5 Surprisingly Easy Essentials You Can Make At Home That Will Save Money & Taste Delicious

All five ingredients or less! 😍

Trending Associate Editor
Home-made focaccia. Right: Homemade hummus.

Home-made focaccia. Right: Homemade hummus.

The opinions expressed in this article are the author's own and do not necessarily reflect the views of Narcity Media.

With the cost of groceries in Canada skyrocketing over the last year or so, I've been thinking about creative ways to save money, especially in the kitchen.

Luckily, I enjoy making dishes from scratch, and there are some really easy but surprisingly effective things I've been doing that have really amped up my meals… while also saving me a few bucks in the process.

Making these small kitchen staples from scratch might take a bit longer than just buying them from a store, but they last for quite a bit, need only five ingredients or less (not counting salt and pepper!) and also give you that satisfaction of being 100% homemade.

So, here are some extra-but-delicious food items I've been making recently that are reasonably easy to put together, will save you money and that taste amazing.


Hummus, made with a can of chickpeas.

Hummus, made with a can of chickpeas.

Janice Rodrigues | Narcity

I've seen ready-made hummus in just about every big Canadian grocery store and it seems like a super popular option in the grab-and-go section for about $5 to $8.

But, honestly, hummus is such an easy dish to make at home and all it needs are five easy-to-get ingredients: chickpeas, sesame seeds, garlic, olive oil and lemon juice.

For a quick fix, grab a can of cooked chickpeas (they're usually under $2 and readily available), drain and empty it out into a blender.

Add in a teaspoon of sesame seeds (you can toast them if you have the time, but it's honestly not a crime if you don't), the rest of the ingredients mentioned above, salt to taste, and water for blending consistency.

And that's it! Not only is it so much fresher, you also get almost double the portion available in grab-and-go packs, and you can adjust the taste according to preferences.

And, if you're really keen, you can experiment with varieties like roasted pepper and so on.

Chilli Oil

I like a little hit of spice now and then, and I recently found out that it's super easy to make your own chilli oil with just a handful of ingredients.

There are loads of recipes online, but the essence is to mix together three to five tablespoons of red pepper flakes with additional seasonings of your choice (like a teaspoon of salt and a few cloves of garlic, minced).

Then, all your have to do is heat up your oil (I usually use canola) over medium heat for three to four minutes and pour your flakes and seasoning in.

It'll sizzle, so just make sure this is all taking place in safely in a heat-proof bowl!

Once it cools down you can stow it away for your next meal.

It's super simple, and way better than forking out over $10 or more for a readymade jar of chilli oil.


Homemade granola.

Homemade granola.

Janice Rodrigues | Narcity

Granola can be surprisingly pricey in many Canadian grocery stores, but rolled oats are still pretty cheap.

I usually buy a few cups of rolled oats from Bulk Barn, along with raw nuts and chocolate chips (although these are add-ons!).

To make granola, all you need to do is mix rolled oats with oil (you can use olive oil or coconut oil) and a sweetener (like honey or maple syrup). The amount of oil and sweetener is usually in equal portions.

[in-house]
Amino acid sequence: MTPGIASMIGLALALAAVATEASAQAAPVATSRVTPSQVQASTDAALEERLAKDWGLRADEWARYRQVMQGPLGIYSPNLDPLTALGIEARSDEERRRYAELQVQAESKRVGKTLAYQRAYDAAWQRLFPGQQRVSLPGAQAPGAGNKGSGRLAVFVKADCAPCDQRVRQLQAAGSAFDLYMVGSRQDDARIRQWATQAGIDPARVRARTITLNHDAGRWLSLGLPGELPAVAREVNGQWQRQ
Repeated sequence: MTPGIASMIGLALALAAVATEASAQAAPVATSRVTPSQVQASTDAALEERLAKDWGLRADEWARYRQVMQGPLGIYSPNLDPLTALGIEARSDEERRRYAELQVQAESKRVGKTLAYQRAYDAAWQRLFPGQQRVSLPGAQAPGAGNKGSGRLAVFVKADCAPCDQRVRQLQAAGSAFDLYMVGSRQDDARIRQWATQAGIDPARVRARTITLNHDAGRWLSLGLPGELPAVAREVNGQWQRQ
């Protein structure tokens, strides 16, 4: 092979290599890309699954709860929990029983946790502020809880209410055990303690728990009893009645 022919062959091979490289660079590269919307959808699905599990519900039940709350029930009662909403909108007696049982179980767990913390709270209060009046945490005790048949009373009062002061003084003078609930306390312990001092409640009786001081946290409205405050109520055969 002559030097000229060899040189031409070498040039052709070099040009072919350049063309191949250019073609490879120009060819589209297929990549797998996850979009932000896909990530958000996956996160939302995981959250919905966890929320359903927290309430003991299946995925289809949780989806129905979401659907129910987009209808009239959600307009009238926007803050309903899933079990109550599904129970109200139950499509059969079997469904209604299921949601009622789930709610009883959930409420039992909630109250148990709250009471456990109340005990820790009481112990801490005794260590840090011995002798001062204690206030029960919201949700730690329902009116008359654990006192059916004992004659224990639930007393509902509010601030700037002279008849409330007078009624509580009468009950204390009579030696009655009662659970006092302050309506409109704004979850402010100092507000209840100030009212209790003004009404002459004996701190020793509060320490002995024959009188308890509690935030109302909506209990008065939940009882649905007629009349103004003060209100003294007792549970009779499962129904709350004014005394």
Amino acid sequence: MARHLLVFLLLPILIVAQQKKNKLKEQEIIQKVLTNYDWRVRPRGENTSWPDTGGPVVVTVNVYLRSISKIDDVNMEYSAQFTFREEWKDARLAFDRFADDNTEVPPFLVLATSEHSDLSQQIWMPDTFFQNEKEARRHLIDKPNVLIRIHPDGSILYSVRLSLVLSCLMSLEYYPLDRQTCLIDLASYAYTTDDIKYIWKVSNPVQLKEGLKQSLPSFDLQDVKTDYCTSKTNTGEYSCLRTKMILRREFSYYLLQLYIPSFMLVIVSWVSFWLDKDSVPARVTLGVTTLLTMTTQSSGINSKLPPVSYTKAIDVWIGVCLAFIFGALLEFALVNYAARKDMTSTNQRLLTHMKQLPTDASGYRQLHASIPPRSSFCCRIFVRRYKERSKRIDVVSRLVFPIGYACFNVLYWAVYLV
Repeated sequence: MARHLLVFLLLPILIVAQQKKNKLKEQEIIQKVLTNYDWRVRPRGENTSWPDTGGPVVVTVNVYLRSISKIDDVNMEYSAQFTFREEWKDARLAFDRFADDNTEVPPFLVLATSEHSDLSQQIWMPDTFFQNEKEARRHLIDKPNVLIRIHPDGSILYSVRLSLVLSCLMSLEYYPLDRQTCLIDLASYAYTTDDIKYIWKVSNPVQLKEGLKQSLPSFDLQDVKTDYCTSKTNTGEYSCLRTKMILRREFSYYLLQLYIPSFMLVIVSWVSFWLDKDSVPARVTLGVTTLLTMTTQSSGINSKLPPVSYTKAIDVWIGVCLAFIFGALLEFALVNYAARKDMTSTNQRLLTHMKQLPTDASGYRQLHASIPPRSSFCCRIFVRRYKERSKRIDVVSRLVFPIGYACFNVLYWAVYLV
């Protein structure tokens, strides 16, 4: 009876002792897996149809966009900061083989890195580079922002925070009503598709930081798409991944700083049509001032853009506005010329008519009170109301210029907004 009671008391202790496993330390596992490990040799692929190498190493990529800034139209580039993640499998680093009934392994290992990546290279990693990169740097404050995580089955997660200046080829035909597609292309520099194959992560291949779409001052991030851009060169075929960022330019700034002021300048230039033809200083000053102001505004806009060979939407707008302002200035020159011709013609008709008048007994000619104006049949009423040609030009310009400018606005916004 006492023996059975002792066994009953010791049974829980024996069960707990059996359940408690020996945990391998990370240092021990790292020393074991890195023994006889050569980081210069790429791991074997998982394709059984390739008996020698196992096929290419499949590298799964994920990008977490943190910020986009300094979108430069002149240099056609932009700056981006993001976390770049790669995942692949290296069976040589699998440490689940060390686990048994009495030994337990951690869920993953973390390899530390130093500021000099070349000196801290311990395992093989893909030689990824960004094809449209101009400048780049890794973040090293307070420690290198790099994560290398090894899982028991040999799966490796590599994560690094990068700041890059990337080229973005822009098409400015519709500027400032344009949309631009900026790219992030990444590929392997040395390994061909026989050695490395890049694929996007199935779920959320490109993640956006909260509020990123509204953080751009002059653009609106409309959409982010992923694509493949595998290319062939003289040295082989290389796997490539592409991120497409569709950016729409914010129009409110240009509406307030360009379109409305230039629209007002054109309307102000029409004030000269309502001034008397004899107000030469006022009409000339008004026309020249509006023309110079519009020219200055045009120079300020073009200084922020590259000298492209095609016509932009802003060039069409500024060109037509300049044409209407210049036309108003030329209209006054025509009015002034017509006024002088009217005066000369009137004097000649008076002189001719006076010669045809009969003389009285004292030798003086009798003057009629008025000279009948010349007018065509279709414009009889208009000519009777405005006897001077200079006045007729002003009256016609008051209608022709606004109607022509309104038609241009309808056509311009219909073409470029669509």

Add in a pinch of salt and toppings you love, like nuts, chocolate chips, vanilla essence, cocoa powder and more. Mix, spread on parchment paper and bake it.

I usually pop it into the oven at 300F for 20 minutes, mixing it half way through. It's super simple, easy to customize and stays fresh for so long.

Just be mindful that granola further crisps as it cools. You want to take this one out in time or it'll burn quite quickly!

Garlic butter

It's ridiculously easy to make garlic butter at home, and this levels-up just about any dish.

All you have to do is keep your regular butter out until it's softened.

Then, grate up some garlic and (if it's unsalted) you can add some salt to taste. I usually use a clove for a stick (1/2 cup) of butter, but it completely depends on personal taste.

You can then pack it back into parchment paper, roll it up and place it in the fridge to solidify again.

And once you get confident with this, you can experiment with other herbs and spices like Italian seasoning, paprika and more.


Freshly-baked focaccia.

Freshly-baked focaccia.

Janice Rodrigues | Narcity

Like many people, I discovered bread baking during the pandemic, and now my go-to is focaccia.

I'm not going to lie, this one is more time consuming than the rest, but it's totally satisfying to make, requires only a few ingredients and stays delicious for a good week.

All you need to do is mix a packet of yeast in warm water with some sugar or honey. After about five minutes, you can add it into regular all-purpose flour. Throw in some salt and olive oil, and knead to create the dough.

After the dough has risen (about 45 minutes), you can add it to a pan, top up with more olive oil and bake.

I like to heat garlic in the olive oil for this recipe, but there are so many other ways to customize it too, from sundried tomatoes to freshly sliced olives.

Even better, this will cost you so much less than readymade focaccia in bakeries too.

Have fun and happy cooking, Canada!

Janice Rodrigues
Trending Associate Editor
Janice Rodrigues is an Associate Editor for Narcity Canada’s Trending Desk focused on Canadian immigration and passports, and is based in Scarborough, Ontario.
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